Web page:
Booking popular musical acts for business events doesn’t have to break the bank
Event planners are always looking to make a lasting impression. Beyond a great keynote speaker and spirited breakout sessions, the entertainment portion of an event itinerary is a memorable moment waiting to happen—especially when a big-name musical act performs a private show for attendees.
Alas, most business events don’t have a budget that could land the hottest pop, rock, country or rap sensation. Instead, planners must do their homework and think creatively to secure a performer most of their attendees would recognize and enjoy.
The task is not overly difficult, says Jason Swartz, founder of Los Angeles-based Alliance Talent, an agency that represents dozens of popular musicians and professional speakers, and which helps event planners secure performers beyond the firm’s roster. Here are some of his secrets for rocking the impact on a budget.
It’s All in the Timing
First, Swartz stresses that “for the most part, famous performers are just like the rest of us—they have mouths to feed and bills to pay. Their income might be high, but often their expenses are, too.” So even if it’s a busy time for touring—May through November, generally—a business event that is not too strenuous could interest them.
Start by looking at touring schedules on Billboard.com and other music-industry sites, to see all the possibilities in or near your destination over your event dates, Swartz says. “If a performer is already nearby and can slip into your venue to do a 30-minute daytime performance with no paparazzi or fans knowing about it, they’re often willing to do that.”
What’s more, during certain times of year, most musicians are not on tour and could use some extra income. The lightest time of year for musicians is December and January, but that’s when they’re looking to pay off their holiday gifts, Swartz says. Summer tours sometimes don’t start until mid-April, when taxes are due. “If they can pick up easy money, many of them are amenable to making a deal,” he says.
Less is More
Another important factor in being able to afford well-known musicians is minimizing travel, hotel and production costs. “If you’re dealing with a band, you’ll need several hotel rooms for them and their support people,” Swartz says. “Then you have to get the sound and lighting production set up properly for them.”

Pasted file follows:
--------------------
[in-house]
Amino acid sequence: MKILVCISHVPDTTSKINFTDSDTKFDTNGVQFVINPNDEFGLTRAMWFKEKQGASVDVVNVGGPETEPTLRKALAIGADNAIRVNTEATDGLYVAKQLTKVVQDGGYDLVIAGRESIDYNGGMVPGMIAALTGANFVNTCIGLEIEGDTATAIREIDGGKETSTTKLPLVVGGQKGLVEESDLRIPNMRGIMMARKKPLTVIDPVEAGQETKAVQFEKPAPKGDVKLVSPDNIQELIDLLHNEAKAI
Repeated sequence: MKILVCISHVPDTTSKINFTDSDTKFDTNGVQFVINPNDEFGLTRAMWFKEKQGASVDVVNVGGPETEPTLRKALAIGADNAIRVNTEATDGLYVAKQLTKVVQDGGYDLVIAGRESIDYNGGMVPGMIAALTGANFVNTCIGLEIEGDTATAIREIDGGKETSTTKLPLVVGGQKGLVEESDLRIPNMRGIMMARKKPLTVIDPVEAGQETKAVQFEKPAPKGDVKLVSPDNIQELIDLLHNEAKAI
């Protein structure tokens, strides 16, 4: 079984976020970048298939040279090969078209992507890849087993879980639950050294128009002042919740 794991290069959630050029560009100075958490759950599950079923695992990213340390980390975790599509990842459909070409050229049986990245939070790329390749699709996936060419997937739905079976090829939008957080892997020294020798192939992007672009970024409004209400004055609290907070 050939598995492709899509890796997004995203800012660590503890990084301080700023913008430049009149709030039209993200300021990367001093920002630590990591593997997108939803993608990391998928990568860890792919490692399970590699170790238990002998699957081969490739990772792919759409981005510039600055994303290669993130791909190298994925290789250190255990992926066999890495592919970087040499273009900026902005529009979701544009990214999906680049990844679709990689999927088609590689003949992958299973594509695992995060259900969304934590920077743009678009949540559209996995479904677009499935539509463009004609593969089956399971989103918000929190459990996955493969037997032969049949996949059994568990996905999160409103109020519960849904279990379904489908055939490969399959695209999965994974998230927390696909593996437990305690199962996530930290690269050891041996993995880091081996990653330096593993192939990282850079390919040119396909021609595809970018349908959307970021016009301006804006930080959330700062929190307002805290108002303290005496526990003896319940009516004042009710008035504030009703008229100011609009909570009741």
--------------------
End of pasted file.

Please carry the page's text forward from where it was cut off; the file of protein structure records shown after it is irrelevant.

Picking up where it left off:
On the other hand, a solo artist—or a band singer who is willing to perform alone with recorded instrumentation—is a simpler and less-expensive situation, since you need to deal only with a couple of microphones and spotlights, Swartz adds.
Look for an Open Agency Relationship
Another way for planners to find a musical act which will fit their event audience and budget is to work with nonexclusive talent agencies. “Planners can ask an agency if they ever secure bookings outside of the artists they represent,” Swartz says. “The planner is the paying client, so an agency should work not just with its own roster, but also with its connections at other agencies to find the right act at the right price.”
Control the Purse Strings
Before a musical act is chosen, Swartz recommends that the event planner have authority over the funds that will pay the appearance fee. When the agreement is first reached, there is generally a 10 percent deposit required to seal it. Another 50 percent is due when the formal contract is signed, while the remainder must be paid 15 to 30 days ahead of the performance date.
“Too many cooks in the kitchen cause problems,” he warns. “If you have to go through three people in your organization to get the money released, you might miss one of those payment windows and lose the act.”
But there is an even more stressful way to lose an act: a last-minute cancellation due to illness or travel problems. “I want to work with event planners again in the future, so I am not going to simply give them a refund and walk away,” Swartz says.
Instead, conscientious booking agents will make sure to have another artist available as an emergency backup on that date. But to fend off the worst-case scenario—the backup performer cannot get to the destination in time—planners should also work with the host city’s convention and visitors bureau to find a local band that would be available on the performance date, just in case.
A replacement act doesn’t always have to be in the same musical genre as the original act to still make a great impression. “I’ve seen legacy bands from the 1970s and ‘80s cancel and get replaced by someone who is on the Billboard charts today, and it went great,” Swartz notes. “People’s tastes in music are more eclectic than you might think—and even more so at a live event, because there is so much energy.”
Natasha Miller, CEO of San Francisco-based Entire Productions, offers this additional advice: “Make sure the talent knows the logistics plan, especially where to load in, what to expect in-room and detailed performance schedule. Get cellphone numbers.”